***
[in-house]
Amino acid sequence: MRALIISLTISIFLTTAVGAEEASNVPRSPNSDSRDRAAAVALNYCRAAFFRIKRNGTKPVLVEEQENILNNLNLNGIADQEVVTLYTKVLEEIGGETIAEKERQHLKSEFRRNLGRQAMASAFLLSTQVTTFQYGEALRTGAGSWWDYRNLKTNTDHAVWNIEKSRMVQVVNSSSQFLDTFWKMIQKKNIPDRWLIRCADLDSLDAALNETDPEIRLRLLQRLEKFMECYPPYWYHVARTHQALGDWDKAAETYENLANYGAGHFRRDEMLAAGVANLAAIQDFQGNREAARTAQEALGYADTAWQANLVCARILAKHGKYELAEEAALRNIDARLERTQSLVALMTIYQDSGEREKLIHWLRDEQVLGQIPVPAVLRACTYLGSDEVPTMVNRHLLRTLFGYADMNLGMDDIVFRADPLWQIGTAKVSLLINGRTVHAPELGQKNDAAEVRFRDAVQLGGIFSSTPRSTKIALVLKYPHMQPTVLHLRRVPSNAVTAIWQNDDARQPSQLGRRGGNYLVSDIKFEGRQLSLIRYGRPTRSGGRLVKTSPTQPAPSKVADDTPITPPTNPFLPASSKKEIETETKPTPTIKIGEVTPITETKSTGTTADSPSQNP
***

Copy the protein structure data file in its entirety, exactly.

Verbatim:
[in-house]
Amino acid sequence: MRALIISLTISIFLTTAVGAEEASNVPRSPNSDSRDRAAAVALNYCRAAFFRIKRNGTKPVLVEEQENILNNLNLNGIADQEVVTLYTKVLEEIGGETIAEKERQHLKSEFRRNLGRQAMASAFLLSTQVTTFQYGEALRTGAGSWWDYRNLKTNTDHAVWNIEKSRMVQVVNSSSQFLDTFWKMIQKKNIPDRWLIRCADLDSLDAALNETDPEIRLRLLQRLEKFMECYPPYWYHVARTHQALGDWDKAAETYENLANYGAGHFRRDEMLAAGVANLAAIQDFQGNREAARTAQEALGYADTAWQANLVCARILAKHGKYELAEEAALRNIDARLERTQSLVALMTIYQDSGEREKLIHWLRDEQVLGQIPVPAVLRACTYLGSDEVPTMVNRHLLRTLFGYADMNLGMDDIVFRADPLWQIGTAKVSLLINGRTVHAPELGQKNDAAEVRFRDAVQLGGIFSSTPRSTKIALVLKYPHMQPTVLHLRRVPSNAVTAIWQNDDARQPSQLGRRGGNYLVSDIKFEGRQLSLIRYGRPTRSGGRLVKTSPTQPAPSKVADDTPITPPTNPFLPASSKKEIETETKPTPTIKIGEVTPITETKSTGTTADSPSQNP